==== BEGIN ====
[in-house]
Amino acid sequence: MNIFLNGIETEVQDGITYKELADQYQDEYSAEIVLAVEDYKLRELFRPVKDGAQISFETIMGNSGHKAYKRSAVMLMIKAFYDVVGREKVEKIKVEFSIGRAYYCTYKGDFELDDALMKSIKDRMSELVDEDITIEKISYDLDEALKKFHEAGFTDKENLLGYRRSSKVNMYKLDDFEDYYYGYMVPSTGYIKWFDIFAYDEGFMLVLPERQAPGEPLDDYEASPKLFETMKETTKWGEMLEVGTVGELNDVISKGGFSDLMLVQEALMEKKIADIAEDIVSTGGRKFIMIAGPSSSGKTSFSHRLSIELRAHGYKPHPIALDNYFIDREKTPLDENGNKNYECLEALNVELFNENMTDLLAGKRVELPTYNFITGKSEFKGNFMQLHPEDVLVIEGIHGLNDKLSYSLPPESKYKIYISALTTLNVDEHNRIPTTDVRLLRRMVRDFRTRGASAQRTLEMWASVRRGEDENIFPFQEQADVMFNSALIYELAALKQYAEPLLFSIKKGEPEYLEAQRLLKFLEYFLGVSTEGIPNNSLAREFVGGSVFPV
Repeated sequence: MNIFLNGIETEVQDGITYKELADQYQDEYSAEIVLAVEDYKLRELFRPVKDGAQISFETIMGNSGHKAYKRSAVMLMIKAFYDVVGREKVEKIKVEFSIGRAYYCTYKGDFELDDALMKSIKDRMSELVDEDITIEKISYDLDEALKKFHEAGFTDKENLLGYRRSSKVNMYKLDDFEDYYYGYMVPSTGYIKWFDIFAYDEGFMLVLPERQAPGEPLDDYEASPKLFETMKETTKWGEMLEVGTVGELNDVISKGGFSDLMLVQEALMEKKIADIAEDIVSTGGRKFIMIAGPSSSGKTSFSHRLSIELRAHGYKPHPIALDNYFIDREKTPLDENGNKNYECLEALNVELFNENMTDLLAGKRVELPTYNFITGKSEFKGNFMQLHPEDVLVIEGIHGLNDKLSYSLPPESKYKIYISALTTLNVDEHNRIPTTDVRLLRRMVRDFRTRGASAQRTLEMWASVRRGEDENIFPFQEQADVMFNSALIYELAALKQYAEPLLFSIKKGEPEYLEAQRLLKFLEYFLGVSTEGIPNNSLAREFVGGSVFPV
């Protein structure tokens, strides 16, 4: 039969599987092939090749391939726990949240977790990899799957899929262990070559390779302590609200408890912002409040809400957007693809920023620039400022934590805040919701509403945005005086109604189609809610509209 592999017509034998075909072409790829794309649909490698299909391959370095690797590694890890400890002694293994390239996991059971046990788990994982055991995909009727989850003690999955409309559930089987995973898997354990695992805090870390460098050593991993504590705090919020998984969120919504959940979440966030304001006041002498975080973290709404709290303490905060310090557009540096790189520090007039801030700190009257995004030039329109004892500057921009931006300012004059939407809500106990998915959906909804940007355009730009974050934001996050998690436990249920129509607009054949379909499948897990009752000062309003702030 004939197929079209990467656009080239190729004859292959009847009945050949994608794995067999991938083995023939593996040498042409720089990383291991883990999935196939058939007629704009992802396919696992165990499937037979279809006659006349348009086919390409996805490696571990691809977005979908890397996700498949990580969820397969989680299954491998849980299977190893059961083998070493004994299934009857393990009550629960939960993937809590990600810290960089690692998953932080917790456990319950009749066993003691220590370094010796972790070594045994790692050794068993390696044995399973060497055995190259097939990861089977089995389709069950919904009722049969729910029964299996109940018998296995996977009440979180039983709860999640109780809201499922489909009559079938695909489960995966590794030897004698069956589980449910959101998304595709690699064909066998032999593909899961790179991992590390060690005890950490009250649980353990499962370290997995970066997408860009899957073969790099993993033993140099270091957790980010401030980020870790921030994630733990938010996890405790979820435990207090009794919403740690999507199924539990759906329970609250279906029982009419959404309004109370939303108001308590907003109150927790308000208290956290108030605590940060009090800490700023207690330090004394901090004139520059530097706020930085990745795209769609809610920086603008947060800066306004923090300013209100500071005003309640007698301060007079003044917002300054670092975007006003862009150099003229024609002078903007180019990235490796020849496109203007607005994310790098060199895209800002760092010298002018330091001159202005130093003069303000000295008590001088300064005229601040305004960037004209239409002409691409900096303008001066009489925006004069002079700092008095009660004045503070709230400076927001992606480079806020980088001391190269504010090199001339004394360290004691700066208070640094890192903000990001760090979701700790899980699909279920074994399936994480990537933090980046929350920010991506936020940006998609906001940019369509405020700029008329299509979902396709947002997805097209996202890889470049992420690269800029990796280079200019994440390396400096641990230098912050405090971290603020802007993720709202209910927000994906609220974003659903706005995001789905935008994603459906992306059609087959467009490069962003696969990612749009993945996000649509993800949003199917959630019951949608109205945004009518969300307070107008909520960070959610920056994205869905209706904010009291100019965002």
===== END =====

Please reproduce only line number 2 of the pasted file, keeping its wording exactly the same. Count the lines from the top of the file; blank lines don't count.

Amino acid sequence: MNIFLNGIETEVQDGITYKELADQYQDEYSAEIVLAVEDYKLRELFRPVKDGAQISFETIMGNSGHKAYKRSAVMLMIKAFYDVVGREKVEKIKVEFSIGRAYYCTYKGDFELDDALMKSIKDRMSELVDEDITIEKISYDLDEALKKFHEAGFTDKENLLGYRRSSKVNMYKLDDFEDYYYGYMVPSTGYIKWFDIFAYDEGFMLVLPERQAPGEPLDDYEASPKLFETMKETTKWGEMLEVGTVGELNDVISKGGFSDLMLVQEALMEKKIADIAEDIVSTGGRKFIMIAGPSSSGKTSFSHRLSIELRAHGYKPHPIALDNYFIDREKTPLDENGNKNYECLEALNVELFNENMTDLLAGKRVELPTYNFITGKSEFKGNFMQLHPEDVLVIEGIHGLNDKLSYSLPPESKYKIYISALTTLNVDEHNRIPTTDVRLLRRMVRDFRTRGASAQRTLEMWASVRRGEDENIFPFQEQADVMFNSALIYELAALKQYAEPLLFSIKKGEPEYLEAQRLLKFLEYFLGVSTEGIPNNSLAREFVGGSVFPV